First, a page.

Waaaay back in November, as part of the Doctor Who 50th Anniversary celebration, the BBC released retrospectives of each of the seven original Doctors. One by one, commentaries were given of every Doctor’s time period, the actor in the role, the companions, villains, tone, and any interesting or unusual highlights of that particular regeneration. While it is obvious to the die hard fans they steered away from any controversies or politics inherent in each one, it was still fascinating. They followed these talks with a serial featuring whichever version of the Time Lord being discussed.
After several months, I have finally managed to watch all seven of these serials, and here is my SPOILER FILLED look at all of them.
William Hartnell stars in this 1964 adventure in which the Doctor, Susan, Barbara and Ian end up in the Aztec empire, cut off from the Tardis. The Doctor has to figure out how to get back to the Tardis, maybe have a little romance, keep Barbara from changing time because the Aztecs thinks she is a Goddess, and survive the politics of the bad guys. While I found this one very boring and scattered, this was also the first mention of time being unchangeable in some cases. The words “fixed points” are not uttered, but close enough, and that part does feel like part of the larger universe opening to us.
The Tomb of the Cybermen
Patrick Troughton is in this 1967 tale with Jamie and Victoria as they land on a deserted planet and bump into an exhibition trying to find the Cybermen’s tomb. And they have the typical scary disastrous results which the Doctor must save them, and the universe, from. I have seen a few Troughton stories in the past and was never thrilled with them, but this one I actually quite liked. Suspenseful, thrilling, with touches of humour, Tomb provides a very entertaining viewing. So yes, Troughton has grown on me.
Spearhead from Space
Jon Pertwee takes over in this 1970 story. The Doctor begins his Time Lord imposed exile on Earth and spends most of this adventure getting used to, and set up, with this generation. The menace almost seems second hand to introducing the new status quo, where after defeating the invaders, the Doctor goes to work with Liz and the Brigadier for UNIT. In many ways this feels like the template for future regenerations, with much effort to showcase the who and what of this version of who. And say that seven times fast.
Pyramids of Mars
Tom Baker in the Doctor in this 1975 serial where he and Sarah Jane investigate strange going ons in 1911 Britain. Turns out, an archeologist has accidently found a gateway to freeing Sutekh, a powerful evil alien who wants to rule all. While I love Tom Baker and he was my first Doctor, this tale just meandered for me. From the Doctor being all mopey in the beginning to the silliness of the prison maze, I was just waiting for this one to end. One interesting point, the Doctor telling Sarah Jane of how time can be changed, making alternative futures from what she knows. Also, Sarah Jane finds a dress in the Tardis wardrobe and puts it on. It was Victoria’s.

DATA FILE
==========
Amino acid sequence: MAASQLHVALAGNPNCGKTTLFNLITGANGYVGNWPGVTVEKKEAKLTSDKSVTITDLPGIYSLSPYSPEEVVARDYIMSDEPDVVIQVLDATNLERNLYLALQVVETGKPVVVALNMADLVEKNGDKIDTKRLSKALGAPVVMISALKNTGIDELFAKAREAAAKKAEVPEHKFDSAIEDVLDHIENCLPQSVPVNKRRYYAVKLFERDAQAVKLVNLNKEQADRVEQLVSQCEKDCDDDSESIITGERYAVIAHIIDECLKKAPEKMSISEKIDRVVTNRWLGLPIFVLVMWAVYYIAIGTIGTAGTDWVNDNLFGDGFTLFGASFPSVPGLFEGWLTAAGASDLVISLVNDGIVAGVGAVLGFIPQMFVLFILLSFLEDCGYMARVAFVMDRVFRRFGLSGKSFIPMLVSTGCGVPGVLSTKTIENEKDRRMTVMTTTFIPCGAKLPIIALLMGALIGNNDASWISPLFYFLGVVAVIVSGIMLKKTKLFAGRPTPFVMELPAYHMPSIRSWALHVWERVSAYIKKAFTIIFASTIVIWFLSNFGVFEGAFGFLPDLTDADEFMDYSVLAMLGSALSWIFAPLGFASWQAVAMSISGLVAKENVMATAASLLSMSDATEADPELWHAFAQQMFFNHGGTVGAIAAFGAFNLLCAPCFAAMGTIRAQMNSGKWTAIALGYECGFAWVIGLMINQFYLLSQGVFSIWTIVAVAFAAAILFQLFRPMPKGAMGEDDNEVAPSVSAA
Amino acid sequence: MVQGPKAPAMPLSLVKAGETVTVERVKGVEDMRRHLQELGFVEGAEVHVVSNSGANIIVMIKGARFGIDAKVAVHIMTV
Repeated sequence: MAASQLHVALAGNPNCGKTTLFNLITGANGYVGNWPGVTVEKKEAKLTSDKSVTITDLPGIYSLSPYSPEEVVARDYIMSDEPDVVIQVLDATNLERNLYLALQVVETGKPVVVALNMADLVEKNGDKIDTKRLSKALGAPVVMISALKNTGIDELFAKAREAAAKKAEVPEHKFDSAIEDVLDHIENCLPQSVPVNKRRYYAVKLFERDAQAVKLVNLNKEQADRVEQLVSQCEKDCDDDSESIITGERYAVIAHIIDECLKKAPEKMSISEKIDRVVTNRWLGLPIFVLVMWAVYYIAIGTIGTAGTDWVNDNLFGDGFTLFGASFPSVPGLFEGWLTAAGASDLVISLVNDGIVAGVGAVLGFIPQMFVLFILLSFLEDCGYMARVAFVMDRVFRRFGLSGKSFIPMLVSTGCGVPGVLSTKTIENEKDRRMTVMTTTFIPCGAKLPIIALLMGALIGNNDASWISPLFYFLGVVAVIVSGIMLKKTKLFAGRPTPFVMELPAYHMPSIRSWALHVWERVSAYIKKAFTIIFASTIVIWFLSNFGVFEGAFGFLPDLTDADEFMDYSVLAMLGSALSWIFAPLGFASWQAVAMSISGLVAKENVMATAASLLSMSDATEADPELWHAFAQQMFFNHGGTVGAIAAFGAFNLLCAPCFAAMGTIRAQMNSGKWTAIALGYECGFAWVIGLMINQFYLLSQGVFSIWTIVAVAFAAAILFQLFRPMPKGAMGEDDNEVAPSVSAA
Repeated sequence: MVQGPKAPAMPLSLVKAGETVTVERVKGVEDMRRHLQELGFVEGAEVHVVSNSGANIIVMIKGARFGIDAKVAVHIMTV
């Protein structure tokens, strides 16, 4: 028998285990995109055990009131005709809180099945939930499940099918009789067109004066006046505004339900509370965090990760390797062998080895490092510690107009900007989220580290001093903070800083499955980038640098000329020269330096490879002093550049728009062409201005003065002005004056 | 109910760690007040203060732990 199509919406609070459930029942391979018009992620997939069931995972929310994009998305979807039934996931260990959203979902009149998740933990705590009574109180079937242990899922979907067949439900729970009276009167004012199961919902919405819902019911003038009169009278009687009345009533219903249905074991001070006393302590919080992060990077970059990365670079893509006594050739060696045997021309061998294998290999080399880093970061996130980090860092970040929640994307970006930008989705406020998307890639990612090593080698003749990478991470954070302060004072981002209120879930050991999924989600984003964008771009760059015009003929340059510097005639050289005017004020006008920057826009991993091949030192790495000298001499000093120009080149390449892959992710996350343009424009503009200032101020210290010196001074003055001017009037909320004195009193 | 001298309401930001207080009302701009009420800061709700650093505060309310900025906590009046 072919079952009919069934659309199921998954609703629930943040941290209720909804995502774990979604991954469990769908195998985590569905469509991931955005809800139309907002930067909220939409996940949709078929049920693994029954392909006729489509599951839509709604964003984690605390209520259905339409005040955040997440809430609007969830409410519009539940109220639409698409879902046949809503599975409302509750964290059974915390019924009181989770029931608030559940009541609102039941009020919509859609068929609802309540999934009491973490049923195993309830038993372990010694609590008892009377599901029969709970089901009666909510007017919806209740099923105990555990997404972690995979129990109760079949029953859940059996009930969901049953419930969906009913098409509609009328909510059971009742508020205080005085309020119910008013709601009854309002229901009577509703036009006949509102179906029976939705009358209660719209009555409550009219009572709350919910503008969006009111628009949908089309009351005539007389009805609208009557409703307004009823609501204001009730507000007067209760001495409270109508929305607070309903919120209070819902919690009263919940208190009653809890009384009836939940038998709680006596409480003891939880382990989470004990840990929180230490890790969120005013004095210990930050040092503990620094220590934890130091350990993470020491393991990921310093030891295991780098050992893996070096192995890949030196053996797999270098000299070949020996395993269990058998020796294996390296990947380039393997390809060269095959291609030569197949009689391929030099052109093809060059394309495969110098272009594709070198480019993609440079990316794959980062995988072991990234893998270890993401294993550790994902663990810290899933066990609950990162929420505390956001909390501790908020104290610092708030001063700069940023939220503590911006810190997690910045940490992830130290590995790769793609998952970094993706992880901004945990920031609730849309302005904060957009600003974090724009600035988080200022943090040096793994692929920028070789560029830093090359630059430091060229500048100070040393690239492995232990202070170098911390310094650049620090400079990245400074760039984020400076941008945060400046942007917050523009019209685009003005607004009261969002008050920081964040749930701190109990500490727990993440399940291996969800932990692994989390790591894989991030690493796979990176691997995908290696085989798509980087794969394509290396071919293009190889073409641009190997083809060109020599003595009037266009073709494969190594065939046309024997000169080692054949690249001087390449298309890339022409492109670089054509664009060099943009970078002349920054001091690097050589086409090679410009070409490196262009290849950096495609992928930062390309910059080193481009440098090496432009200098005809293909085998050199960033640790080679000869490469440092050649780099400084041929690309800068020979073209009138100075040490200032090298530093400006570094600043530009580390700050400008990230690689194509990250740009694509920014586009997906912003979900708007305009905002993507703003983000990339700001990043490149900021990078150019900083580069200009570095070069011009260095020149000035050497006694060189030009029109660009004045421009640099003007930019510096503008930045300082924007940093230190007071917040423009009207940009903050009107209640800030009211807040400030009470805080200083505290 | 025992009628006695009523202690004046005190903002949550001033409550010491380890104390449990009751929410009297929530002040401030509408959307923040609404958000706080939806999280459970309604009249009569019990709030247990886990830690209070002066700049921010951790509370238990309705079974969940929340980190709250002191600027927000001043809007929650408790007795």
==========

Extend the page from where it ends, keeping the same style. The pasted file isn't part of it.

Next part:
Peter Davidson is our Doctor with Adric, Tegan, and Nyssa travelling with him in this 1982 storyline. After a nasty argument with Adric, the Doctor bumps into some villains who are working for the Cybermen, leading to a space freighter heading to Earth, some time travel, and a really bad day for the dinosaurs. And as an added bonus, Adric the companion everyone hated at the time, dies. A true rarity for Doctor Who. I vividly recall when this first aired and how my mind was blown. Even now, millions of years later, Adric’s death still feels awful and heartwrenching. RIP Adric.
Vengeance on Varos
Colin Baker, the worst Doctor ever, has this boring so called adventure with Peri in 1985. Tardis needs some mineral, the Doctor goes to the only planet that has it, and ends up running afoul of the corrupt authorities. And the Doctor is a jerk at the beginning. The only redeeming quality of this one is the social commentary of showing the torture of people on television as entertainment.
Remembrance of the Daleks
Sylvester McCoy leads a renaissance with this 1988 story. The Doctor returns to 1963 with Ace, about a month after he left in The Unearthly Child, all to finally take care of something powerful he left behind. Unfortunately, not one but two factions of Daleks are also in attendance, vying for the object. You can now count me as a member of the legion of Ace lovers, whose spunkiness, baseball bat, nitro 9, and calling the good old Doctor Professor, has made her a cult heroine for all Whovians. Also, the wonderful inferences to the Doctor from just a month before continuity wise is a complete blast. And we get flying Daleks!
After all this massive viewing, I feel even more like a Whovian. My tastes still lie with Tom Baker and Peter Davidson, but I now have a new appreciation of Patrick Troughton and Sylvester McCoy. Maybe between now and the 75th I shall watch them all?
…is currently reading Schultz and Peanuts by David Michaelis